I don’t think George is merely average and timid. I think that his discourse with Haber in chapters 6 and especially chapters 9 and 10 shows that George is really contemplating this power and showing the flaws in Haber’s dream suggestions. He is living in a world that is pulling him one way or the other, either with Haber’s ideology or Heather’s assertiveness. His passivity is certainly there, but it is marked by intelligence (most likely an average person with this ability would make his life not average).

I also had trouble seeing this text as postmodern when it had prevailing science fiction themes. But I think that the altercation of reality by George’s dreams is consistent with Postmodernism’s critique of reality. Portland is constantly morphing yet no one seems to question this bizarre reality, except George. The question of what is reality is brought into question which Postmodern text attempts to ask. Also, Harvey brings up the connection between postmodernism and science fiction in his essay, “The boundary between fiction and science fiction has dissolved, while postmodernist characters often seem confused as to which they are in, and how they should act with respect to it.” If anyone is confused in what world they live in it is George Orr.

Notes on Heather’s Character- Orr’s Name

Karin brings up an interesting idea when she mentions that Heather may be seen as Orr’s antithesis.  While I was reading I thought Heather’s character was unexplainably inconsistent, but then I thought this whole book is based on inconsistencies.  While the spider metaphor that first introduces her accentuates strength in her and shows her as aggressive and fierce as she’s described as predator and Orr as her prey, the portrayal of her character as Orr’s grey-skinned wife is more domesticated and she appears more vulnerable.   The role reversal is certainly apparent when she becomes the needy one who seeks reassurance from Orr.  As Orr explains it in his thoughts about his wife, her “brown” color was what made her who she was.  Her history as one of mixed race and her struggle with issues of belonging seemed to have created that complexity in her character that had fed her strength.  In the final version we get of Heather towards the end of the book, she’s even fiercer than Orr remembers her to be and is “vivid” and “difficult.” In a continuum where they never married but only knew each other briefly in a far past she grows more into the aggressive person she was when Orr first met her at her office.  This may be an indication that her relationship with Orr seemed to have had an effect on her assertiveness as her color did or does. In the cabin scene we sense her weakness for the first time as she begins to have warm feelings towards Orr.  This shows how her relationship had an effect on her character as it toned her down a bit and penetrated the façade of fierceness that she had maintained before she met him.  I think this point really exemplifies Le Guin’s thoroughness in her depiction of character without dwelling on the minor details as a modernist writer would.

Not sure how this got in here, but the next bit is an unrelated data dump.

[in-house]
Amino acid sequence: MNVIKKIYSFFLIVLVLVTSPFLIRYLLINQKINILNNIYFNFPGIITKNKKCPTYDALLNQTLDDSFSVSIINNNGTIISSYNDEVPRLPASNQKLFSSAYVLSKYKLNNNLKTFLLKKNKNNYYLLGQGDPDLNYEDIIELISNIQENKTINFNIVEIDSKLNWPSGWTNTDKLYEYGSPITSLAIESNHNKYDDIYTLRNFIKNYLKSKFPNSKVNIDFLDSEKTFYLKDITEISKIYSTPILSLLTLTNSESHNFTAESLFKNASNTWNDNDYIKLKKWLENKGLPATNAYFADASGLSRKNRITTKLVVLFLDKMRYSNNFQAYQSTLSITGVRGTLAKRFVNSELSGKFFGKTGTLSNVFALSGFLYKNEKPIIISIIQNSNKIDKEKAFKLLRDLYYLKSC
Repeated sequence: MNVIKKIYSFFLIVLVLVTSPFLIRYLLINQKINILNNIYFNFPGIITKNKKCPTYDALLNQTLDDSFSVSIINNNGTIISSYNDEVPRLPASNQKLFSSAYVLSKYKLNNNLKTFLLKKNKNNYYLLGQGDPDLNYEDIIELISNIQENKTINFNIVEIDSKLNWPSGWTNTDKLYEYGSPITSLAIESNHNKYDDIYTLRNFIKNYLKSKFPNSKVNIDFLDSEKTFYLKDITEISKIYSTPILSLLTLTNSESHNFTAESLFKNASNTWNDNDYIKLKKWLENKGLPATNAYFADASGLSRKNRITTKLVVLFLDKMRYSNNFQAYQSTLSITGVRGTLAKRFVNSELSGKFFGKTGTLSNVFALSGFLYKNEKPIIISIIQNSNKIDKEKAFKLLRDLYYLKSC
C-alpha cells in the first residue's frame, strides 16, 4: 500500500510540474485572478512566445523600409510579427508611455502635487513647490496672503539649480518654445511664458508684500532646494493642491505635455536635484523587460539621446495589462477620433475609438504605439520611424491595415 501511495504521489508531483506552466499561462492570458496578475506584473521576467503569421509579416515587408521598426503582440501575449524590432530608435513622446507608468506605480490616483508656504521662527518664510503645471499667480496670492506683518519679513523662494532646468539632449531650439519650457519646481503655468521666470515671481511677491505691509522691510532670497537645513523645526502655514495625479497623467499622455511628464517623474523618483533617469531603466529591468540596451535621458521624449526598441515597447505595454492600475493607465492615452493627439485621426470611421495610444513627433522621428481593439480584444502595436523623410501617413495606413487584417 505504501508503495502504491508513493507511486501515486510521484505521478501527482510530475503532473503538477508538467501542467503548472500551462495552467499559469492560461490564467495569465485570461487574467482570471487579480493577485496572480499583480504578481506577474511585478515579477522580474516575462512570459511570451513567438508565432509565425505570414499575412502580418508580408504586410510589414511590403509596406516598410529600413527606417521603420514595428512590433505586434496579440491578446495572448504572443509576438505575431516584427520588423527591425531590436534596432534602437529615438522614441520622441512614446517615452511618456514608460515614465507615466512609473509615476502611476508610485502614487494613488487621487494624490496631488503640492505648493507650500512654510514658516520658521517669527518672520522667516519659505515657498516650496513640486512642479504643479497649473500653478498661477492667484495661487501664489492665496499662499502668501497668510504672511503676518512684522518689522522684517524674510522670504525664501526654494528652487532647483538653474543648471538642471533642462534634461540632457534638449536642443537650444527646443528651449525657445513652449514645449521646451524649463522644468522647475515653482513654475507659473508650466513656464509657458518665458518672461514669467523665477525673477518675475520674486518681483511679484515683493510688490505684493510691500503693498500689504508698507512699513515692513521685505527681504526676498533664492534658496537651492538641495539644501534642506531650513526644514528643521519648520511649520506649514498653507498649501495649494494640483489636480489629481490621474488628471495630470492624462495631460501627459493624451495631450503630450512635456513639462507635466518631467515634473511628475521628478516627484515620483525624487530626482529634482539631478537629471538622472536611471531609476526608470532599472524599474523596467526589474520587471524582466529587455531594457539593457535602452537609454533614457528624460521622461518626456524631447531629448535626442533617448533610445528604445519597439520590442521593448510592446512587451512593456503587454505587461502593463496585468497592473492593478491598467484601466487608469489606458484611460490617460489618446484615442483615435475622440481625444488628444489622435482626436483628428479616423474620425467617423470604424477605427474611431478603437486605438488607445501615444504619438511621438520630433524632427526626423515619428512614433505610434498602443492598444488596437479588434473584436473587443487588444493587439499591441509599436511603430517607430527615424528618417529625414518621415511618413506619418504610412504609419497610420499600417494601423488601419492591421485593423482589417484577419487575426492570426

As to Orr’s name and its signification that’s been brought up by Sara Flood and Karin, I agree that his name suggests that his mundane character is the polar opposite of the typical science fiction hero.  Further, I think it cleverly represents the nature of his super power: the ability to alter reality and create multiple options and realities.  In his brief meditation of the Alien in front of him Orr explains, “It was not standing there… not in the same way that he would stand, or sit, or lie, or be.  It was standing there in the way that he, in a dream, might be standing.  It was there in a sense that in a dream one is somewhere” (178).  While the repeated “or” is what made me realize the mentioned connection, this line, I believe, is crucial in examining Orr’s understanding of the realities that he creates.  He’s beginning to realize that it is not actual reality that he alters but a reality that is existent only in dreams, and now he’s in another person’s dream and hence in a different reality.   There is no actual reality but only coexisting, colliding and interpenetrating realities, which is a prominent characteristic of postmodern fiction, as Harvey explains.

Mr. Either Orr

George Orr is the most forgettable character I know.  I was expecting invisibility, super-strength, flying, lightning fast changes into spandex and capes, but not banality.  My expectations for a main character in a sci-fi / postmodern novel have been upended, and in their place is left normalcy.  Our first physical description of him is ordinary, even boring: “haircut conservative shoulder-length, beard short.  Light hair and eyes, a short, slight, fair man, slightly undernourished, good health, twenty-eight to thirty-two.  Unaggressive, placid, milquetoast, repressed conventional” (7).  Le Guin has decidedly chosen the most mild-natured man in Portland, or even the world to be suddenly thrust into the spotlight.  I can’t help but wonder: why Orr?

Not only is he average–but the Le Guin goes out of her way to say just how average he his.  Habor even justifies Orr’s averageness by confirming it with psychological test results:  “Creative/destructive, on the Ramirez scale–same thing.  Both, neither.  Either, or.  Where there’s an opposed pair, a polarity, you’re in the middle; where there’s a scale, you’re at the balance point” (137).  Why would a man so average and mundane be caught in the middle of these dream experiments?  Maybe his name has more to do with him being caught in one reality or another. One dream or another.  One experiment or another.